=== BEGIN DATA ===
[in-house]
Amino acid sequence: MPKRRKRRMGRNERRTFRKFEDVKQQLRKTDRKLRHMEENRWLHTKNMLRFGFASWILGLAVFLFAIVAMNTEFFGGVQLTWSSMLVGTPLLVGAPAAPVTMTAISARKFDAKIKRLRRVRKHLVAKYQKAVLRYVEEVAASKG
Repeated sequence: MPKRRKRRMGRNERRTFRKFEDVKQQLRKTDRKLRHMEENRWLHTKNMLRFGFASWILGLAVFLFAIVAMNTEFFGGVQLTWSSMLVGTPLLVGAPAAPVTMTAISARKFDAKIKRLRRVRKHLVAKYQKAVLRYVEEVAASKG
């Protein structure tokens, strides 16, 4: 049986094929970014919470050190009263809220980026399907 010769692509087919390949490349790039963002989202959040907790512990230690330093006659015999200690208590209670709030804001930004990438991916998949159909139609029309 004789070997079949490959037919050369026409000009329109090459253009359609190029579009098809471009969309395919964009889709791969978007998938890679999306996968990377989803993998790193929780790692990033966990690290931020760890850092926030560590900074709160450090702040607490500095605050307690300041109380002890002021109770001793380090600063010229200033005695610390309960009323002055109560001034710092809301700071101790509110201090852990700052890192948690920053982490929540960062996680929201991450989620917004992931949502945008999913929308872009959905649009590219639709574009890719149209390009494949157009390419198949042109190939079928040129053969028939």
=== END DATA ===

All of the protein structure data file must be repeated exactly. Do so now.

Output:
[in-house]
Amino acid sequence: MPKRRKRRMGRNERRTFRKFEDVKQQLRKTDRKLRHMEENRWLHTKNMLRFGFASWILGLAVFLFAIVAMNTEFFGGVQLTWSSMLVGTPLLVGAPAAPVTMTAISARKFDAKIKRLRRVRKHLVAKYQKAVLRYVEEVAASKG
Repeated sequence: MPKRRKRRMGRNERRTFRKFEDVKQQLRKTDRKLRHMEENRWLHTKNMLRFGFASWILGLAVFLFAIVAMNTEFFGGVQLTWSSMLVGTPLLVGAPAAPVTMTAISARKFDAKIKRLRRVRKHLVAKYQKAVLRYVEEVAASKG
């Protein structure tokens, strides 16, 4: 049986094929970014919470050190009263809220980026399907 010769692509087919390949490349790039963002989202959040907790512990230690330093006659015999200690208590209670709030804001930004990438991916998949159909139609029309 004789070997079949490959037919050369026409000009329109090459253009359609190029579009098809471009969309395919964009889709791969978007998938890679999306996968990377989803993998790193929780790692990033966990690290931020760890850092926030560590900074709160450090702040607490500095605050307690300041109380002890002021109770001793380090600063010229200033005695610390309960009323002055109560001034710092809301700071101790509110201090852990700052890192948690920053982490929540960062996680929201991450989620917004992931949502945008999913929308872009959905649009590219639709574009890719149209390009494949157009390419198949042109190939079928040129053969028939």